Connally: Well, you were very kind.
President Nixon: --”there because it was lovely up there, and you could've had a time to yourself, but yeah, I suppose you had a schedule today, huh?
Connally: Yes, sir. I was at the office--”
President Nixon: That's too bad.
Connally: --”all morning until the middle of the afternoon and then I came home and worked out here on the hearings.
President Nixon: Well . . .well.
Connally: I just thought it would be more trouble than it's worth to go up there [unclear].
President Nixon: Good. I know, well. . .
Connally: But I appreciate your thoughtfulness very much, Mr. President.
President Nixon: You get down and get a little rest now, and you and Wilbur--”you know, you and Wilbur, you're going to be on TV tomorrow night, I can assure you. This is--”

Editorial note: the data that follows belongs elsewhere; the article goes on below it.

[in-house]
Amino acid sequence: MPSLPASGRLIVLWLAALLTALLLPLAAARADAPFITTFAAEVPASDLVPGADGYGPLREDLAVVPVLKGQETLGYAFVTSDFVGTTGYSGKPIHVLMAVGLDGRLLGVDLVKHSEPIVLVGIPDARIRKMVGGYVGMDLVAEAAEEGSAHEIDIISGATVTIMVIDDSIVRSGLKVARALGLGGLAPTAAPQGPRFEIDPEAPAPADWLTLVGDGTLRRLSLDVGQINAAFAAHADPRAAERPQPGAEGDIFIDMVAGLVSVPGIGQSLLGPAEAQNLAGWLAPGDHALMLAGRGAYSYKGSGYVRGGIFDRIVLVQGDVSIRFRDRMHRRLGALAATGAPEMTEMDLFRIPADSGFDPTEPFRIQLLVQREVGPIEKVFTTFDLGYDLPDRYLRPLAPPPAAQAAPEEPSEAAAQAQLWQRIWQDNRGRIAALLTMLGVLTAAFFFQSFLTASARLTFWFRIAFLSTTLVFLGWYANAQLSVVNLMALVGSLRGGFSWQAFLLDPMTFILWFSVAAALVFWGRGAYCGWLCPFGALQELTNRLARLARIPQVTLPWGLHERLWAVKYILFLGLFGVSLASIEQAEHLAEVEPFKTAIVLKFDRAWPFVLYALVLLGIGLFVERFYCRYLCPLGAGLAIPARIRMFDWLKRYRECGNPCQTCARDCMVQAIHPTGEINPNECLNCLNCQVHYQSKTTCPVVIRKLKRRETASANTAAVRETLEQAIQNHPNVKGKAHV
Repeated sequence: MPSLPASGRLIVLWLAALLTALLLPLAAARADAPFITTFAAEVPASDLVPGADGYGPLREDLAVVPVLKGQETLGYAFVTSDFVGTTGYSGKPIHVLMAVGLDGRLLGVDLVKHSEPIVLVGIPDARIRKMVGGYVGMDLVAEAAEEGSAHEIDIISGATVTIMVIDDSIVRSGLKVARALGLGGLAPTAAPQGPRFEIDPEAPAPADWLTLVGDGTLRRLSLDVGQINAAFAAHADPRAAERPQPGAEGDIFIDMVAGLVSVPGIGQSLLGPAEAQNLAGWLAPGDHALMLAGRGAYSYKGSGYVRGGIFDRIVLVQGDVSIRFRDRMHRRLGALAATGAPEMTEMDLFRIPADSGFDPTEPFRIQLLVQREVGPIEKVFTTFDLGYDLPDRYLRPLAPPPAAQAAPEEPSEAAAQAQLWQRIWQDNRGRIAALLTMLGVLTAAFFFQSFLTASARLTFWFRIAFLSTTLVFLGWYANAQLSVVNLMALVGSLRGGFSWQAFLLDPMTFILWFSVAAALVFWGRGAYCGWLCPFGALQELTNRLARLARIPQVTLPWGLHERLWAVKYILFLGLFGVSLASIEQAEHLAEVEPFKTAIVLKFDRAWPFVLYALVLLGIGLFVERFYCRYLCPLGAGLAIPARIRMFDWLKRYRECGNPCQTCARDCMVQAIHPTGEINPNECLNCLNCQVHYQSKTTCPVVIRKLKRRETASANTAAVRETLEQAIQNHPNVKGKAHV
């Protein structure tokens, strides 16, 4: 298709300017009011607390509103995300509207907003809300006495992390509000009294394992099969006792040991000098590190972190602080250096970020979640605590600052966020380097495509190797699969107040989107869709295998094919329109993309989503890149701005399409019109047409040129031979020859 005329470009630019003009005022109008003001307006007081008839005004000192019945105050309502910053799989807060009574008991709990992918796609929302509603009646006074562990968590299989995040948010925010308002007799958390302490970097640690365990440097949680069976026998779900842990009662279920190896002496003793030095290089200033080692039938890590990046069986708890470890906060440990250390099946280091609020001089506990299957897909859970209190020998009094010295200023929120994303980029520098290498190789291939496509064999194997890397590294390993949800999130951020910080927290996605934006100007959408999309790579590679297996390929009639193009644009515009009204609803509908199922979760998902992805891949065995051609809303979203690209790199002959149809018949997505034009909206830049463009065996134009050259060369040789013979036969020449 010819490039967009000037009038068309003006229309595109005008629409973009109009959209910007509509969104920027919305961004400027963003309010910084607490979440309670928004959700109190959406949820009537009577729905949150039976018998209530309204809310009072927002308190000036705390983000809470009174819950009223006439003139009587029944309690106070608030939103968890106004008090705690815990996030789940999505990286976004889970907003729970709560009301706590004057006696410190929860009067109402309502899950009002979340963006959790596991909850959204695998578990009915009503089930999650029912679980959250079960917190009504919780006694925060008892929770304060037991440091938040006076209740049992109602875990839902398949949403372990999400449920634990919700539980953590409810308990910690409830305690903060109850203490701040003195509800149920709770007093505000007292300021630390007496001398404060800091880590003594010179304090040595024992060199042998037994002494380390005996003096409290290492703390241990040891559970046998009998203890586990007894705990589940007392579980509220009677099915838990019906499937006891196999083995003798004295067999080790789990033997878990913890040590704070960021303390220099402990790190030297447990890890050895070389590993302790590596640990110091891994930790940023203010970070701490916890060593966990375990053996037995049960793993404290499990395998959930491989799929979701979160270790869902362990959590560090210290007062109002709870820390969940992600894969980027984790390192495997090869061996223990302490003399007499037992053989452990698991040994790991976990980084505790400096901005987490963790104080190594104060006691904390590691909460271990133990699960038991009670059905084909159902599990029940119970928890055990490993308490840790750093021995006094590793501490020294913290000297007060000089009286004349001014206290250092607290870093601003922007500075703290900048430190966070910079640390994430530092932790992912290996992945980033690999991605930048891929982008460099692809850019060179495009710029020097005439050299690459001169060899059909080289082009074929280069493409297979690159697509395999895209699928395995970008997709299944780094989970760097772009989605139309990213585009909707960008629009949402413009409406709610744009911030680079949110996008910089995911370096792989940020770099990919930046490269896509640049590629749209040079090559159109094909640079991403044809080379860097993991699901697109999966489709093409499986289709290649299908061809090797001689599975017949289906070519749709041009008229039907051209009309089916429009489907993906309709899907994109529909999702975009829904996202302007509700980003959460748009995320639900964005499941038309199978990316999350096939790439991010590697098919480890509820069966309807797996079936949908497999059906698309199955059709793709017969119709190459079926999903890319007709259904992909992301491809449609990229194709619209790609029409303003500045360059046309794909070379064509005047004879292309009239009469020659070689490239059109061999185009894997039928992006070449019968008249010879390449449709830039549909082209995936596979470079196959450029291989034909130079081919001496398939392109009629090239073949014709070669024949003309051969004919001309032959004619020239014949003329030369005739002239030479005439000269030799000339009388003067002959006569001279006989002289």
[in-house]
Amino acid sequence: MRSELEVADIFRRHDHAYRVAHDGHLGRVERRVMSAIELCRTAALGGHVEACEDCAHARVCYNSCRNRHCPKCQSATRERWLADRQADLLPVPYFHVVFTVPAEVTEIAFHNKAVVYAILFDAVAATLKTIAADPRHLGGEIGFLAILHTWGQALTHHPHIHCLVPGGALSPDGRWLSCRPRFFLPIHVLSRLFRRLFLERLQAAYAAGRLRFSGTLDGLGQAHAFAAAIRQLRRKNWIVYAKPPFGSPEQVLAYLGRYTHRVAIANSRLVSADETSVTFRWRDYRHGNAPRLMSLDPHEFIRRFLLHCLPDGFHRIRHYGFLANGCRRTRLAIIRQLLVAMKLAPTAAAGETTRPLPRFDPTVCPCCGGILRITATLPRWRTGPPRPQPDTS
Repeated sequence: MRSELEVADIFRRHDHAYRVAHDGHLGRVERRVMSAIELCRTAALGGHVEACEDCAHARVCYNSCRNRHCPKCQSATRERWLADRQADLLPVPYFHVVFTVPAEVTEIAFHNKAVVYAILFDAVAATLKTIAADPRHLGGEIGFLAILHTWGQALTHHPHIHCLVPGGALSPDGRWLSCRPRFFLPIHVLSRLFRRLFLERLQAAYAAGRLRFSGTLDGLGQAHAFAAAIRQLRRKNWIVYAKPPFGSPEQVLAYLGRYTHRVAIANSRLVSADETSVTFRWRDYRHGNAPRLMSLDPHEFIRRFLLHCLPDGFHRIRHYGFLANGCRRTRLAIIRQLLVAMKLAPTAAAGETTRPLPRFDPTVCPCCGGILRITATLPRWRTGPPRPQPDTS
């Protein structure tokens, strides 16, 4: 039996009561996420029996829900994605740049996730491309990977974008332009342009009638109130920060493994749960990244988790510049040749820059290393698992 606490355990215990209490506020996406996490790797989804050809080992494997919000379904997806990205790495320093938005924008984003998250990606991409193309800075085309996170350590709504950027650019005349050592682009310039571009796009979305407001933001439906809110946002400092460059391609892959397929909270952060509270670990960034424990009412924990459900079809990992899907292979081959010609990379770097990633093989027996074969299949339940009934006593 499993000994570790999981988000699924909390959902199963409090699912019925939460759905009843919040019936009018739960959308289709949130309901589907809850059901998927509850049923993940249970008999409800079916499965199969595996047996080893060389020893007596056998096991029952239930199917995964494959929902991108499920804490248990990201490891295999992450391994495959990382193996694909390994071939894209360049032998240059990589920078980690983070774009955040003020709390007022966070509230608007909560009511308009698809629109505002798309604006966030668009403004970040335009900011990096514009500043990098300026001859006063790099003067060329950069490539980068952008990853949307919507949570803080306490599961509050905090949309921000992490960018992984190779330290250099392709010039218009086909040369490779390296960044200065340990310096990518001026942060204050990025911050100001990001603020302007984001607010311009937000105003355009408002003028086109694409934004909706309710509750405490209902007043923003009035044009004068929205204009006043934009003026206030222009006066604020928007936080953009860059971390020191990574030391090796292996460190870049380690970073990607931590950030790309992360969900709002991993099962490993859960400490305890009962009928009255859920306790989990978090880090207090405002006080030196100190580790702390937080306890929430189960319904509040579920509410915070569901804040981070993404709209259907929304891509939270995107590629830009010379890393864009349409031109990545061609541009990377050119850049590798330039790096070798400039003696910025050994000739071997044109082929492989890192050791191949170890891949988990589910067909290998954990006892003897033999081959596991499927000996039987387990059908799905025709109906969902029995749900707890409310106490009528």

Connally: I'm sure that's right. We'll have--”
President Nixon: As I said, this is the battle of the giants.
Connally: We'll have--”
President Nixon: And I'd be--”and I think you ought to be very understanding. We appreciate honest men disagreeing on this thing, but we have strong convictions that this matter ought to be submitted to the Congress.
President Nixon: Don't you really think that's true?
Connally: Yes, sir. Yes. sir. I think that's the only way to play it.
President Nixon: Yeah. That's all. And that if he--”we--”we're . . . if he has . . . we're not frozen in cement as to what it ought to be . . . but what do you want to do, Mr. Chairman? You know? [Laughs.]
President Nixon: OK.
Connally: All right, sir.
President Nixon: Well, get a little rest.
Connally: Thank you, sir.
President Nixon: Bye.